Although the administrative hearing officer was never asked to consider whether the DOE's IEP for the 1981-82 school year constituted a "free appropriate public education," we hold that it was proper for the district judge to decide that question when the case came before him. Because Congress "intended the courts to make independent program decisions based on a preponderance of the evidence," Anderson v. Thompson, 658 F.2d 1205, 1208 (7th Cir. 1981) (affirming district court's consideration of plaintiff's then current educational requirements despite absence of prior administrative findings); see 20 U.S.C. § 1415(e) (2), the district court in this case was not hampered by the absence of administrative findings on Katherine's educational or health needs. See also Doe v. Anrig, 692 F.2d 800, 805 (1st Cir. 1982) ("the review mechanism which the Act creates stands in sharp contrast to the usual situation where a court is confined to examining the record made before the agency"). Nor are the necessary findings so technical or specialized that the trial judge is less competent than the administrative hearing officer to make them de novo. As a matter of judicial efficiency, furthermore, it was sensible for the trial judge to consider the DOE's offers for both school years at the same time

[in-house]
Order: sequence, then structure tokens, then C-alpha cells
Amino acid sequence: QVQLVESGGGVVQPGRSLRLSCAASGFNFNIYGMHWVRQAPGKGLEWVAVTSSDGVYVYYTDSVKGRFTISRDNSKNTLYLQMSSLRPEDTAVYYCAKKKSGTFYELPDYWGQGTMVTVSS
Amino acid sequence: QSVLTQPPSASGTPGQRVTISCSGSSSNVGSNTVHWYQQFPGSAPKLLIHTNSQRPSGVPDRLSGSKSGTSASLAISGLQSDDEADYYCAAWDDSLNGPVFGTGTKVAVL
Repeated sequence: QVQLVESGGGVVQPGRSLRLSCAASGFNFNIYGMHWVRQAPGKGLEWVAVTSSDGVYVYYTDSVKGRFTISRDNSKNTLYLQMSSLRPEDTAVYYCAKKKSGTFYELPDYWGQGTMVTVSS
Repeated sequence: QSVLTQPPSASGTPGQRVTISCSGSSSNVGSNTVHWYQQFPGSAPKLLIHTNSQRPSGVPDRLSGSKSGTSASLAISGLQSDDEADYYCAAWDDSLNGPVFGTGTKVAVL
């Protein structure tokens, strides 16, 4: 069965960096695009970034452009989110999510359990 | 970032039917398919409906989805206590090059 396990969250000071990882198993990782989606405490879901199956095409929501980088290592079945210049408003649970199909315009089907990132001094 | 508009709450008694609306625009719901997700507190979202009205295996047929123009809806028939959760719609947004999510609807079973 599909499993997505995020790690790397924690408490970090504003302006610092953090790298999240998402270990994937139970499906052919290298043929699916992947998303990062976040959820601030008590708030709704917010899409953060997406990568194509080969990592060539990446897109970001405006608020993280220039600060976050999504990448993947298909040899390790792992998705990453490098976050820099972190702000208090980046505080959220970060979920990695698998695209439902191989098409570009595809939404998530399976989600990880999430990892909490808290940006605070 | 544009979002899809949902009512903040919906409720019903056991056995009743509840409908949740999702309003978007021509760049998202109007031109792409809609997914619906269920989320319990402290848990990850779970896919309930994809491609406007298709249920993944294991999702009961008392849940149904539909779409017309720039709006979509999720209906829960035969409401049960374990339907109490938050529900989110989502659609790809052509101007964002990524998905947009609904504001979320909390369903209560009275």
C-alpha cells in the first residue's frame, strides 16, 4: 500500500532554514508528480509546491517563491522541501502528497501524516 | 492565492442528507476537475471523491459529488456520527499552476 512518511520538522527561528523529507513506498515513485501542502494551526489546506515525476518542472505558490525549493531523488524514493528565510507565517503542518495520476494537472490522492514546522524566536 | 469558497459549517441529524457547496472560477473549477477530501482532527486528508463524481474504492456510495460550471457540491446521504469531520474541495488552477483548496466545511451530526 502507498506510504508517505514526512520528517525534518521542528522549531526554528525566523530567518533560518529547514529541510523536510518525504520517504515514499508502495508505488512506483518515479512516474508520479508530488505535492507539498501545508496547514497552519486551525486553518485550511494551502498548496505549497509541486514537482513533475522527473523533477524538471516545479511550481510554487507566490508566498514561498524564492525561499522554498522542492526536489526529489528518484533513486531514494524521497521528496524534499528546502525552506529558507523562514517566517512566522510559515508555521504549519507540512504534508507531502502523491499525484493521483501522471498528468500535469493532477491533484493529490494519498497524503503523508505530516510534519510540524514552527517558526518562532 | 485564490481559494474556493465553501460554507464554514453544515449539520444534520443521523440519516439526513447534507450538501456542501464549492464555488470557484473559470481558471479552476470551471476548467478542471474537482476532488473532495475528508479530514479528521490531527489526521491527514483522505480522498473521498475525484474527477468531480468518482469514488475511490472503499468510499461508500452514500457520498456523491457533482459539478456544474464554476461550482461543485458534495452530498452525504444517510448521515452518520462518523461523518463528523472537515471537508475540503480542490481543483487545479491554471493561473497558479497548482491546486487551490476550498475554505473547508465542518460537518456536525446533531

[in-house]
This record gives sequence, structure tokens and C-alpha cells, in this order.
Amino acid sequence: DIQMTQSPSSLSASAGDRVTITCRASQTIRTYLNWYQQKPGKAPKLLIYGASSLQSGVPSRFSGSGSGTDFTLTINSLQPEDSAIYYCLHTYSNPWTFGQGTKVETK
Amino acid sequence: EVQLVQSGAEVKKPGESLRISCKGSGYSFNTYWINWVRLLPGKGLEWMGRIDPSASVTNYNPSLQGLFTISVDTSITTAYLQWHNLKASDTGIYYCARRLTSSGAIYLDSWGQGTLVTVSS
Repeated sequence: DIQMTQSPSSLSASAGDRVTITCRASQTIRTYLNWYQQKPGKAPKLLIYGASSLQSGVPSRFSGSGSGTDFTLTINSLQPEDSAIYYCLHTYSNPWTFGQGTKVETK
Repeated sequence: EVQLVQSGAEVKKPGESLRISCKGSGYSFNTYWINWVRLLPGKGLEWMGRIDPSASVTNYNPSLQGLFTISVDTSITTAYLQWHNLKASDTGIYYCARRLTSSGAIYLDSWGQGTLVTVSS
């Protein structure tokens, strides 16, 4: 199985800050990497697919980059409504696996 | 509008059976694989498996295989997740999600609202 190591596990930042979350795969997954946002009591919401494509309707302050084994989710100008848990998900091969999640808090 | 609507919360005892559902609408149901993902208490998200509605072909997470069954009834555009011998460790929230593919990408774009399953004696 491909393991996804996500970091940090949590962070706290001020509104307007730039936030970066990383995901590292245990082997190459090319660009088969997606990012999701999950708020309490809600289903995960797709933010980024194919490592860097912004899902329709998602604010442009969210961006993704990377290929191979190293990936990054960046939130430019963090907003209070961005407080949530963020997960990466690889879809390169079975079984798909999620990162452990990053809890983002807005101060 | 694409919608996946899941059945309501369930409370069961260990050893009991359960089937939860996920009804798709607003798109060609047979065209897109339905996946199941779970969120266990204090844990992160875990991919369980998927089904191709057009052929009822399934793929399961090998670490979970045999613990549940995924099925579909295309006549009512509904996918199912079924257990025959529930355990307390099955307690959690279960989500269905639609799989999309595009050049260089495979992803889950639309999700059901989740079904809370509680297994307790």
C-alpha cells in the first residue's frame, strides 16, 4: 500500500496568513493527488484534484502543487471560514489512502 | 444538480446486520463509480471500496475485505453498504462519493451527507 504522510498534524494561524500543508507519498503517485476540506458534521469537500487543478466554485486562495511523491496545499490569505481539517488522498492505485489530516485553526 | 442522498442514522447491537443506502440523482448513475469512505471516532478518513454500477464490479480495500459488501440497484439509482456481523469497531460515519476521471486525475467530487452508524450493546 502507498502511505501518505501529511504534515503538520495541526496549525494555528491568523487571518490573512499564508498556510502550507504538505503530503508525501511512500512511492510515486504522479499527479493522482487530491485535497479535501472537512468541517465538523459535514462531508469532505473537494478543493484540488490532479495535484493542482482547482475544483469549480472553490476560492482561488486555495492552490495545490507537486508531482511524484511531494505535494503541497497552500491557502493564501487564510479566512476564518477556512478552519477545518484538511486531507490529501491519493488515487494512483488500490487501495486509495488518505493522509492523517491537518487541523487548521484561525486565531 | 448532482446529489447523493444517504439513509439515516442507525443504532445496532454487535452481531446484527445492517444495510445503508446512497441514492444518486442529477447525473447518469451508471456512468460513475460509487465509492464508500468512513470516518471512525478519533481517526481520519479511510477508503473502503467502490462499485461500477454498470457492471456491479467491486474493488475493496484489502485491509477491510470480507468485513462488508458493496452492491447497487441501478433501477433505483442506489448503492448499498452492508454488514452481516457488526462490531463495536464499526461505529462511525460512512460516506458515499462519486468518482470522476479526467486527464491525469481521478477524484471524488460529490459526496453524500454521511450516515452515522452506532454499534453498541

The question whether the 1981-82 offer satisfied the statutory requirements is judged by an absolute, not a comparative, standard. As noted in text, supra p. 813, Katherine was entitled only to an appropriate, not to the best, education at public expense. It is thus irrelevant to our determination whether a placement at St. Philomena's would have been superior to a public school placement in 1981-82. Thus, the fortuitous circumstance of Mrs. D.'s presence at St. Philomena's is not a factor that we can consider in evaluating the DOE's 1981-82 proposal
We apply the clearly erroneous standard of review to test the district court's factual finding that the school staff was unwilling to perform the required emergency health services for Katherine. As indicated in text, we do not accept this factual finding, even under the deferential standard of review we apply to it
It is indisputable that even a lay person could have been trained to provide the services Katherine required. Indeed, Katherine's mother, who had had no medical training, had performed them for some time